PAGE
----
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  • Depopulating New Orleans

    Posted by Shannon Love on September 11th, 2005 (All posts by )

    It is easy to look at the appalling incompetence of the Louisiana officials at all levels and see a dark conspiracy at work. There appears to be a systematic attempt to depopulate New Orleans using fear, hardship and the withholding of government assistance. At every juncture before, during and after the disaster struck, the local authorities have attempted to herd people out of New Orleans. And I do mean “herd” not evacuate. The pattern is that they drive people out with fear, neglect and intimidation.

    So, is there a conspiracy?

    The Facts are these:

    (1) Prior to Katrina’s landfall, the local authorities issued a mandatory evacuation order but PROVIDED ZERO ASSISTANCE to anyone who could not evacuate themselves. Why? They certainly could not claim they did not understand that many in NO had insufficient resources to evacuate themselves. During hurricane Ivan last year the exact same pattern occurred, i.e., people who could leave did and those who could not stayed. If the State did not have enough physical resources to evacuate the indigent, why didn’t they request months ago after Ivan that the federal government plan to evacuate the city using federal resources? In fact, both the City and State had plans on paper for using local assets to evacuate the indigent, but those plans were never activated. Why?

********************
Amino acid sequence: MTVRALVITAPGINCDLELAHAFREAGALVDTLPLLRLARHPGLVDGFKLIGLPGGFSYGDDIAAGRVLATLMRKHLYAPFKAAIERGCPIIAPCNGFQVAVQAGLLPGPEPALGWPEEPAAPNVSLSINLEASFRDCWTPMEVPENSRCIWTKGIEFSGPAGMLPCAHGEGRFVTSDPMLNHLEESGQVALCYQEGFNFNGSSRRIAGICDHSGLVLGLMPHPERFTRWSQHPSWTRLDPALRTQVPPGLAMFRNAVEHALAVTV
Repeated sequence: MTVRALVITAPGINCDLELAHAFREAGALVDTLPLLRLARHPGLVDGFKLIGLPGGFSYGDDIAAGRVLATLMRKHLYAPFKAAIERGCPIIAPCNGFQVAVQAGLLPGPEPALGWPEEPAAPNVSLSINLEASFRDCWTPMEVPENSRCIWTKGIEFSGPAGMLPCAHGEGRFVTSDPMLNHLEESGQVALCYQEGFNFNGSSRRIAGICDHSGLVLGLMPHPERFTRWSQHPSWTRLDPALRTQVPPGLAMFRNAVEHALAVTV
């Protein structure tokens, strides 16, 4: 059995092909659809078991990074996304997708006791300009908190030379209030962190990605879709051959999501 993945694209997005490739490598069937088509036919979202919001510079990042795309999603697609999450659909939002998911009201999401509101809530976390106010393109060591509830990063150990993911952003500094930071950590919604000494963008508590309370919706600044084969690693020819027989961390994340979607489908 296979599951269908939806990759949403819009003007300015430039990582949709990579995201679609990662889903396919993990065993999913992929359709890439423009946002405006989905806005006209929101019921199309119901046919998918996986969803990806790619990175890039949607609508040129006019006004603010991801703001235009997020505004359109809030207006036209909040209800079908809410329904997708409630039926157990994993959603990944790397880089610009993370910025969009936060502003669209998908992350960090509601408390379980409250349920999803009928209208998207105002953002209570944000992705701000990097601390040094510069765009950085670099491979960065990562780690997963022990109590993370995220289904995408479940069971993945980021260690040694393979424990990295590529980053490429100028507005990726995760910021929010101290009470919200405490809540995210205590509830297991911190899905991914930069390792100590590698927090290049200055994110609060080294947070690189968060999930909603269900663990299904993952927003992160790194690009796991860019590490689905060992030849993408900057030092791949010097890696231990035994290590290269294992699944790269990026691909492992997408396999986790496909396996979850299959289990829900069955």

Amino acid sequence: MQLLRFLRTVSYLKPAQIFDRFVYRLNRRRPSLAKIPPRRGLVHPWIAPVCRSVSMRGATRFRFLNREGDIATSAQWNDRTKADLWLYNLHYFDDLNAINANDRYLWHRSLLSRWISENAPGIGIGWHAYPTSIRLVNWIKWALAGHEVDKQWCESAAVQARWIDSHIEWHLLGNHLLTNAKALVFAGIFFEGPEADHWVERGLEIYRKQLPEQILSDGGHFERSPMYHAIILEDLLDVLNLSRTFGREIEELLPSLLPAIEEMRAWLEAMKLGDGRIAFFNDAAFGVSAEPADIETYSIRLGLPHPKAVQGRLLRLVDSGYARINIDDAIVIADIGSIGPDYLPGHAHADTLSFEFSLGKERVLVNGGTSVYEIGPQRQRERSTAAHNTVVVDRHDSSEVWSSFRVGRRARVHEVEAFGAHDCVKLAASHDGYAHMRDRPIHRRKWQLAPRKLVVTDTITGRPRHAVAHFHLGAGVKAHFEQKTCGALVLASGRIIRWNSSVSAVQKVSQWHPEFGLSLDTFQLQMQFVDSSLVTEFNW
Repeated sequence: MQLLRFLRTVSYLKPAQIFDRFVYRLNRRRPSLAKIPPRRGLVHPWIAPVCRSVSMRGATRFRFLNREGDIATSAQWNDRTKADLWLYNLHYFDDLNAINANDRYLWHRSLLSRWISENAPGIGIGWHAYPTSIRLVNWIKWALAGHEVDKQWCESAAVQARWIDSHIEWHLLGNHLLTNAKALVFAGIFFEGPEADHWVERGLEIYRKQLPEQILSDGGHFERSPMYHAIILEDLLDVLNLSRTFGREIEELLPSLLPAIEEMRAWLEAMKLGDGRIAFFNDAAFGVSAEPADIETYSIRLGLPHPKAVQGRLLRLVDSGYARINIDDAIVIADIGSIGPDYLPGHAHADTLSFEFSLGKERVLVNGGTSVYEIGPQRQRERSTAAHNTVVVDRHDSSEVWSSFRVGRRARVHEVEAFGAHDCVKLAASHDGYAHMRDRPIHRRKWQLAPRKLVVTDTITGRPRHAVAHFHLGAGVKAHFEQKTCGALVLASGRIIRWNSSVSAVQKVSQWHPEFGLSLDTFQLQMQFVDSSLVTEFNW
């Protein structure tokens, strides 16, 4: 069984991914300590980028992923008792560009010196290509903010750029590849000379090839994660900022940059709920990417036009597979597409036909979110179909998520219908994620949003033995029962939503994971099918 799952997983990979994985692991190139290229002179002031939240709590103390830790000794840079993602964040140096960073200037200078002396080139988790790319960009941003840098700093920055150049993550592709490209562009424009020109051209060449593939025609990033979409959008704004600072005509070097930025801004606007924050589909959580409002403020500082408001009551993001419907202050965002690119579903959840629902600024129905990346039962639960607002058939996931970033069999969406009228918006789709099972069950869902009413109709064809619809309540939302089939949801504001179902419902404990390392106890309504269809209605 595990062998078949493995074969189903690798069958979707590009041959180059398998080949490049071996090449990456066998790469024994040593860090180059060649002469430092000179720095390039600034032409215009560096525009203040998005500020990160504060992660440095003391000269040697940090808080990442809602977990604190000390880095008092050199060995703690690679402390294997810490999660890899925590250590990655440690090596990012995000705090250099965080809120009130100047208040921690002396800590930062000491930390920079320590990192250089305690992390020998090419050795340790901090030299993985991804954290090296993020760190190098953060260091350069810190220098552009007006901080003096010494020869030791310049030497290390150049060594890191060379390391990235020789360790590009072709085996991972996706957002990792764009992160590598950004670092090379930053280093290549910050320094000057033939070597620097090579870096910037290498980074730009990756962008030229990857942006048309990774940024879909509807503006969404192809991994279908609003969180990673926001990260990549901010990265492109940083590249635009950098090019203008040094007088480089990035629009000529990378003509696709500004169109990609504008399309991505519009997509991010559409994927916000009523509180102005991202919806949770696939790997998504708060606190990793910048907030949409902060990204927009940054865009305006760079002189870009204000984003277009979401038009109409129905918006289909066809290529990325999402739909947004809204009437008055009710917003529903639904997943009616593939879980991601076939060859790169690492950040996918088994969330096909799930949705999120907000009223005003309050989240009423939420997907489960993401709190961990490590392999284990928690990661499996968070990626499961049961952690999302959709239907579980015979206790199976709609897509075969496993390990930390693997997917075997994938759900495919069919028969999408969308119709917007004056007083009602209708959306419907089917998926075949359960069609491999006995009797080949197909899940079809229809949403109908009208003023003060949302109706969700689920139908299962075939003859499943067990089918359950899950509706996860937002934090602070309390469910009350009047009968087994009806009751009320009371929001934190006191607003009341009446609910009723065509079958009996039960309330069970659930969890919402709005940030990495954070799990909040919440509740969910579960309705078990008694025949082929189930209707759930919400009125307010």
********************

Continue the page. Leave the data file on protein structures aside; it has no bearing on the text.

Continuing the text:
(2) Immediately after Katrina had passed, the Louisiana Department of Homeland Defense ACTIVELY PREVENTED RELIEF SUPPLIES FROM ENTERING THE CITY. The Red Cross, in coordination with FEMA, had pre-positioned supplies outside the city but was prevented from delivering them to the people in the Superdome and the convention by the local authorities. The stated rationale at the time was that authorities did not want to “encourage” people to stay or return to the city.